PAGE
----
Table of Contents
Like most applications from Adobe, Premiere Pro CC utilizes the GPU to enhance performance for a growing number of effects such as Lumetri Color, Cross Dissolve, Gaussian Blur, Ultra Key, and Sharpen. However, while a faster GPU will technically make these effects render faster, whether you would notice it in the real-world depends on how difficult that effect is to process and how many of these effects you stack on top of each other. For example, if you only use Lumteri Color, the performance gain will likely be minimal since the time it takes for your system to process that effect is minimal relative to everything else. In most situations, the more effects you use, the greater the benefit you will see from a more powerful GPU.
In this article, we will be looking at the full range of NVIDIA GeForce RTX cards (as well as the new GTX 1660 Ti) and compare them to the AMD Radeon Vega 64 and Radeon VII. We recently did this comparison for a number of other applications, and while the AMD cards didn't fare well in Adobe Photoshop and After Effects, the Radeon VII in particular did extremely well in DaVinci Resolve. The question is: will NVIDIA come out on top like have in other Adobe apps, or will Premiere Pro behave more like DaVinci Resolve with AMD taking the price-to-performance crown?
If you would like to skip over our test setup and benchmark result sections, feel free to jump right to the Conclusion section.
Test Setup & Methodology
Listed below are the specifications of the system we will be using for our testing:
|CPU||Intel Core i9 9960X|
|CPU Cooler||Noctua NH-U12DX i4|
|Motherboard||Gigabyte X299 Designare EX|
|RAM||8x DDR4-2666 16GB (128GB total)|
NVIDIA Titan RTX 24GB
|Hard Drive||Samsung 960 Pro 1TB|
|Software||Windows 10 Pro 64-bit (version 1809)
Premiere Pro CC 2019 (Ver. 13.0.3)
The benchmark we will be using is an alpha version of what we plan to make available to the public in the coming months. Our testing looks at both live playback and export performance with a wide range of codecs at 4K and 8K resolutions as well as at 29.97 and 59.94 FPS. In addition, there are dedicated "Heavy GPU Effects" and "Heavy CPU Effects" sequences that are designed to individually stress the GPU and CPU beyond what a typical Premiere Pro user will do.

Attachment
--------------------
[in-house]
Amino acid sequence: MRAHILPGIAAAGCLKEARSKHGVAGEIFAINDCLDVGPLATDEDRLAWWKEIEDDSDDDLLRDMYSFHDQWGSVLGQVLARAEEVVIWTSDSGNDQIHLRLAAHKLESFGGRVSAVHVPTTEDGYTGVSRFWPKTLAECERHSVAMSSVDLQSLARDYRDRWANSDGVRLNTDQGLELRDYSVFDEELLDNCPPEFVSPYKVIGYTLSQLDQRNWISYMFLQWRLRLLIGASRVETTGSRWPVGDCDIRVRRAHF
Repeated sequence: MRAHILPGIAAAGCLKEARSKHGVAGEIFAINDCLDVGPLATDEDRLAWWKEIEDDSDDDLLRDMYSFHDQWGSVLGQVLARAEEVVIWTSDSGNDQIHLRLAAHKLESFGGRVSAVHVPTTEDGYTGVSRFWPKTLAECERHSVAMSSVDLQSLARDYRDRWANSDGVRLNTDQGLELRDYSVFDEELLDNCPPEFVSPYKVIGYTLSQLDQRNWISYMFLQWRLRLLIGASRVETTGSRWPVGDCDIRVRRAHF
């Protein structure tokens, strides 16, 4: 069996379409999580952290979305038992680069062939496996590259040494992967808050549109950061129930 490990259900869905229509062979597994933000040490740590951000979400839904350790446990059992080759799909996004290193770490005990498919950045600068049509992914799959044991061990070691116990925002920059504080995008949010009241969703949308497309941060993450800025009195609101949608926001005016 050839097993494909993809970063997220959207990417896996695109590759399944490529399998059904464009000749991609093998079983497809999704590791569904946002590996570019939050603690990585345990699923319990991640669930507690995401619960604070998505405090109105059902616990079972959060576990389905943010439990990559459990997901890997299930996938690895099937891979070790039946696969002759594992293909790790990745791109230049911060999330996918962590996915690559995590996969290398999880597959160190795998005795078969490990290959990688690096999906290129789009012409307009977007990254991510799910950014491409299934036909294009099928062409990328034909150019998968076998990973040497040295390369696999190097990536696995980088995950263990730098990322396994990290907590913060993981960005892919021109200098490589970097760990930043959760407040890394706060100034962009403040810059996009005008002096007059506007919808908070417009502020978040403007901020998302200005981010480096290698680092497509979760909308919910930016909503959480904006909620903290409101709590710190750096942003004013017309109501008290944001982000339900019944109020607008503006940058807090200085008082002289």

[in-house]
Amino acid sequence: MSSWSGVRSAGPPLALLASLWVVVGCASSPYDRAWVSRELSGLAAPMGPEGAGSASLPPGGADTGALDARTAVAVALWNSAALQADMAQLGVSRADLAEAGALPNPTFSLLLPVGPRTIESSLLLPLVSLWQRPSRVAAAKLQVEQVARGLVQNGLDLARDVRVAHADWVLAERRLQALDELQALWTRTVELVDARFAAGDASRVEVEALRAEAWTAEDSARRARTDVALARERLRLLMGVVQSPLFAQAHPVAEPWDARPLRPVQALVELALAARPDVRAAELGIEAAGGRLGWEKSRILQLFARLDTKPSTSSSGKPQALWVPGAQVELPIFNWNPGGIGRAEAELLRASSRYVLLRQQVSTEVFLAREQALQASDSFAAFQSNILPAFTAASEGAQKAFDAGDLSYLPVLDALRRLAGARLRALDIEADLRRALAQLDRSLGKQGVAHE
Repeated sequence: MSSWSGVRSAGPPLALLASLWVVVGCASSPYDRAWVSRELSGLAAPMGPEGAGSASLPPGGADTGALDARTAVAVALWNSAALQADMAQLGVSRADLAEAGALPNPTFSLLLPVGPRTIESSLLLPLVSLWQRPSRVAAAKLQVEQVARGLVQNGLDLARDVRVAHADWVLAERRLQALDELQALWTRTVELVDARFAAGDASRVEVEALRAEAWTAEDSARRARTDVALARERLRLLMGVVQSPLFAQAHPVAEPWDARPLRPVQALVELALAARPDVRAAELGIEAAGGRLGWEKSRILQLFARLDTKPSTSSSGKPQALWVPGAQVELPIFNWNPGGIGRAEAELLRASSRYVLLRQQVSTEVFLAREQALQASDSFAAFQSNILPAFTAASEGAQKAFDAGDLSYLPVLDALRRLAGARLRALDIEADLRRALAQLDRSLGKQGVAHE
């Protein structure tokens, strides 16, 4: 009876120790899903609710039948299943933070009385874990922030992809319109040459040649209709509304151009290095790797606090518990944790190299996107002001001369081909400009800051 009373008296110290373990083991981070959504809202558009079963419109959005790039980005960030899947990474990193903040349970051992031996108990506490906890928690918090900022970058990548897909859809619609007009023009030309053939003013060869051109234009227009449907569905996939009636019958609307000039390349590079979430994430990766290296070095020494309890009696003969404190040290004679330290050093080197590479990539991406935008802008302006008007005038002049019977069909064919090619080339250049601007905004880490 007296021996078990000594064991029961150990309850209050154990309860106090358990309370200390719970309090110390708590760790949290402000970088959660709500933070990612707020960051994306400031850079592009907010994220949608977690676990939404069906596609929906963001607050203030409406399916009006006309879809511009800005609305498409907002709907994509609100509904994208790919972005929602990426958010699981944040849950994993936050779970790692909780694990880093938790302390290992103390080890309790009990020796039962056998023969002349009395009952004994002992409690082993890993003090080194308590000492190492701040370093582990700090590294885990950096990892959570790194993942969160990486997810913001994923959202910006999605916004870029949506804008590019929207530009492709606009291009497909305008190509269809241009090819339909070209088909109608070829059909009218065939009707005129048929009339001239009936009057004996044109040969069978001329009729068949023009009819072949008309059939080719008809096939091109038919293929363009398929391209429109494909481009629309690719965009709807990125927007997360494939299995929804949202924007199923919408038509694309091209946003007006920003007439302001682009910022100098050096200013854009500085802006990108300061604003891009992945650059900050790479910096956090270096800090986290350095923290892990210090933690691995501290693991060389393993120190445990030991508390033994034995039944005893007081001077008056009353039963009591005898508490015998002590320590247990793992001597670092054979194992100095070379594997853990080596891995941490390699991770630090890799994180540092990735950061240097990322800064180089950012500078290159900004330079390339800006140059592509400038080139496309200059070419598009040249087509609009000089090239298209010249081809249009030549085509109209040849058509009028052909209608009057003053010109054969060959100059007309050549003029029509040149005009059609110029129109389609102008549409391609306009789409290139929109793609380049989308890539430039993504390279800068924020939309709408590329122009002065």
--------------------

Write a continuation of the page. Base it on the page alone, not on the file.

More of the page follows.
Our test media consists of the following resolutions and codecs:
|Test Media (29.97 & 59.94 FPS)|
|4K H.264 50mbps||4K H.264 100mbps 10bit|
|4K H.265 50mbps||4K H.265 100mbps 10bit|
|4K ProRes 422 16bit||4K ProRes 4444 16bit|
|4K RED||4K CinemaRaw Light|
|8K H.265 100Mbps||8K RED|
Special Thanks to:
Linus Media Group (who produces the popular Linus Tech Tips and TechLinked channels on Youtube) for the 4K and 8K RED clips which were also transcoded to create the H.264, H.265, and ProRes clips.
Chris Shreve (Christopher Shreve Media) for the 4K Cinema Raw Light clips.
For most of our testing, we looked at live playback performance at Full and Half playback resolution as well as exporting using the "Youtube 2160p 4K Ultra HD" preset (H.264, 4K, 40mbps) as well as 4K ProRes 422HQ 8-bpc. For each type of test media, we used two test sequences:
- Lumetri Color – 3 clips in series with a Lumetri Color effect applied
- Picture in Picture – 6 clips across two tracks with the top track set to 25% scale in order to create a PiP effect
In addition, we have a "Heavy GPU Effects" sequence using:
- 10 ProRes 422 clips in series
- Cross Dissolve, Dip to Black, Dip to White, and Wipe transitions between clips
- Lumetri Color and VR De-Noise effect applied to half the clips
- Lumetri Color, Ultra Key, Sharpen, Gaussian Blur, Basic 3D, VR Digital Glitch, and Directional Blur effects applied to the other half of the clips
and a "CPU Heavy Effects" sequence using:
- 10 ProRes 422 clips in series
- Additive Dissolve, Page Peel, Center Split, and Band Wipe transitions between clips
- All clips have two of the following effects applied: Lens Flare, Dust & Scratches, Noise, Lighting Effects, and Magnify